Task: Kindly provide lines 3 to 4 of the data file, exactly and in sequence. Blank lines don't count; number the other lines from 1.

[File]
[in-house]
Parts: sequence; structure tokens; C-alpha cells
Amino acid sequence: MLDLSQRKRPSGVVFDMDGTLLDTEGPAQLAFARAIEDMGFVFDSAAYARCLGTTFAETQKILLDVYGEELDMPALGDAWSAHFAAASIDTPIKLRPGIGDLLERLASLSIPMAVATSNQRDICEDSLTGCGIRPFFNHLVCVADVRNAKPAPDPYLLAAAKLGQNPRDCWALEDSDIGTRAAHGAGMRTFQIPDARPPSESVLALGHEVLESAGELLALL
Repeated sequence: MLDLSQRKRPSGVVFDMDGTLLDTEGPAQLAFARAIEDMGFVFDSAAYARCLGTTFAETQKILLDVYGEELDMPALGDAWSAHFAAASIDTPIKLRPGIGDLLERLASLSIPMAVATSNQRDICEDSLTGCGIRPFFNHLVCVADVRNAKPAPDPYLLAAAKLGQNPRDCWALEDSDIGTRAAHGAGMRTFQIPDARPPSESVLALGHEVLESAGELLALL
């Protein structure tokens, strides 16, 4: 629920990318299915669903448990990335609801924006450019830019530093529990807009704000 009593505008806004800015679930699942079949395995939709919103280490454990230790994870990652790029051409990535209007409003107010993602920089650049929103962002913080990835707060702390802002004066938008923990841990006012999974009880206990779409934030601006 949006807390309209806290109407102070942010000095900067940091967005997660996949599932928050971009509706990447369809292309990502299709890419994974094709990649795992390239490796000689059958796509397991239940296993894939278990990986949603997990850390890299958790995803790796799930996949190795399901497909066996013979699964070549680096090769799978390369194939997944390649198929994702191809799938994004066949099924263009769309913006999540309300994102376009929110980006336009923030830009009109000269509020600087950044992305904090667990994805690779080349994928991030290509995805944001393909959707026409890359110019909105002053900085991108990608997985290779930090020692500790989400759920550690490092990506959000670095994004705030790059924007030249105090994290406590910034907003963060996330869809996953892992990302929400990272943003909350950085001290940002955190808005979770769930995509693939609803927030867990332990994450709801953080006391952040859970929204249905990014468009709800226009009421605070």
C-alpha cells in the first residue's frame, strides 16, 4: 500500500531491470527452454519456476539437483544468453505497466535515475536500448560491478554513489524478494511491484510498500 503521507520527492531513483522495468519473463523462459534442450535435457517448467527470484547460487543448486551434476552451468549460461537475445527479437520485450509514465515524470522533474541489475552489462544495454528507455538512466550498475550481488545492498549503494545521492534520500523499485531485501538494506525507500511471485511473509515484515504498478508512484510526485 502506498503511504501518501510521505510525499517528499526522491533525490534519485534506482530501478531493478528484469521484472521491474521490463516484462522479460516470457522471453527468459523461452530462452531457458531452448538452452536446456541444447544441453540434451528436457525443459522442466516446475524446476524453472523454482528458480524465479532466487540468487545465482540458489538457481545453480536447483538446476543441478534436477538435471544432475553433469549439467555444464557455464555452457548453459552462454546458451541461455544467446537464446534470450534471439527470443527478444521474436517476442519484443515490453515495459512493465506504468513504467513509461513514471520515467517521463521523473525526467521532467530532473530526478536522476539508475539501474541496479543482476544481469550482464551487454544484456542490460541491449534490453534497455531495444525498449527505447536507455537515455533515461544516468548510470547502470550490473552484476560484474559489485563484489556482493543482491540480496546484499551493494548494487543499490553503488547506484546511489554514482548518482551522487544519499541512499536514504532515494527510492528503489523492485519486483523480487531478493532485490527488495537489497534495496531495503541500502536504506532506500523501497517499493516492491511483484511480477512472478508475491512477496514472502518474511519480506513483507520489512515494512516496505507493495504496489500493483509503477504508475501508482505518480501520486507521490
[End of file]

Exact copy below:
Amino acid sequence: MLDLSQRKRPSGVVFDMDGTLLDTEGPAQLAFARAIEDMGFVFDSAAYARCLGTTFAETQKILLDVYGEELDMPALGDAWSAHFAAASIDTPIKLRPGIGDLLERLASLSIPMAVATSNQRDICEDSLTGCGIRPFFNHLVCVADVRNAKPAPDPYLLAAAKLGQNPRDCWALEDSDIGTRAAHGAGMRTFQIPDARPPSESVLALGHEVLESAGELLALL
Repeated sequence: MLDLSQRKRPSGVVFDMDGTLLDTEGPAQLAFARAIEDMGFVFDSAAYARCLGTTFAETQKILLDVYGEELDMPALGDAWSAHFAAASIDTPIKLRPGIGDLLERLASLSIPMAVATSNQRDICEDSLTGCGIRPFFNHLVCVADVRNAKPAPDPYLLAAAKLGQNPRDCWALEDSDIGTRAAHGAGMRTFQIPDARPPSESVLALGHEVLESAGELLALL